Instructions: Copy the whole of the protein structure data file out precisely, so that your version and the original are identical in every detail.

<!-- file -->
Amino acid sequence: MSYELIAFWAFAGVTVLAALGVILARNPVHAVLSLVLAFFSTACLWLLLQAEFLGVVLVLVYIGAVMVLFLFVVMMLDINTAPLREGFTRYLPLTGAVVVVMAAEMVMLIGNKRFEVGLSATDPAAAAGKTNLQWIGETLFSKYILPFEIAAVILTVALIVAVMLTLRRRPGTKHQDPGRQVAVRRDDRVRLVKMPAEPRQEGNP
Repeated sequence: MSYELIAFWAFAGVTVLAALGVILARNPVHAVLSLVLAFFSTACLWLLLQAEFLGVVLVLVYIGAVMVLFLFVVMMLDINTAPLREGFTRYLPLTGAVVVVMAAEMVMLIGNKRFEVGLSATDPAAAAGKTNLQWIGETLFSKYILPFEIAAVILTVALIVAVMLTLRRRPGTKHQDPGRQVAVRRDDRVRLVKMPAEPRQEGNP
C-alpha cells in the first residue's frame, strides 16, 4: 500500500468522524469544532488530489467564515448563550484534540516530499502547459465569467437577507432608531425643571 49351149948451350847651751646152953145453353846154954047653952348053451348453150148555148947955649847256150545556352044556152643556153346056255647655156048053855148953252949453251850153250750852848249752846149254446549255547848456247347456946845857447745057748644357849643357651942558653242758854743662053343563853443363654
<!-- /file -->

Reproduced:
Amino acid sequence: MSYELIAFWAFAGVTVLAALGVILARNPVHAVLSLVLAFFSTACLWLLLQAEFLGVVLVLVYIGAVMVLFLFVVMMLDINTAPLREGFTRYLPLTGAVVVVMAAEMVMLIGNKRFEVGLSATDPAAAAGKTNLQWIGETLFSKYILPFEIAAVILTVALIVAVMLTLRRRPGTKHQDPGRQVAVRRDDRVRLVKMPAEPRQEGNP
Repeated sequence: MSYELIAFWAFAGVTVLAALGVILARNPVHAVLSLVLAFFSTACLWLLLQAEFLGVVLVLVYIGAVMVLFLFVVMMLDINTAPLREGFTRYLPLTGAVVVVMAAEMVMLIGNKRFEVGLSATDPAAAAGKTNLQWIGETLFSKYILPFEIAAVILTVALIVAVMLTLRRRPGTKHQDPGRQVAVRRDDRVRLVKMPAEPRQEGNP
C-alpha cells in the first residue's frame, strides 16, 4: 500500500468522524469544532488530489467564515448563550484534540516530499502547459465569467437577507432608531425643571 49351149948451350847651751646152953145453353846154954047653952348053451348453150148555148947955649847256150545556352044556152643556153346056255647655156048053855148953252949453251850153250750852848249752846149254446549255547848456247347456946845857447745057748644357849643357651942558653242758854743662053343563853443363654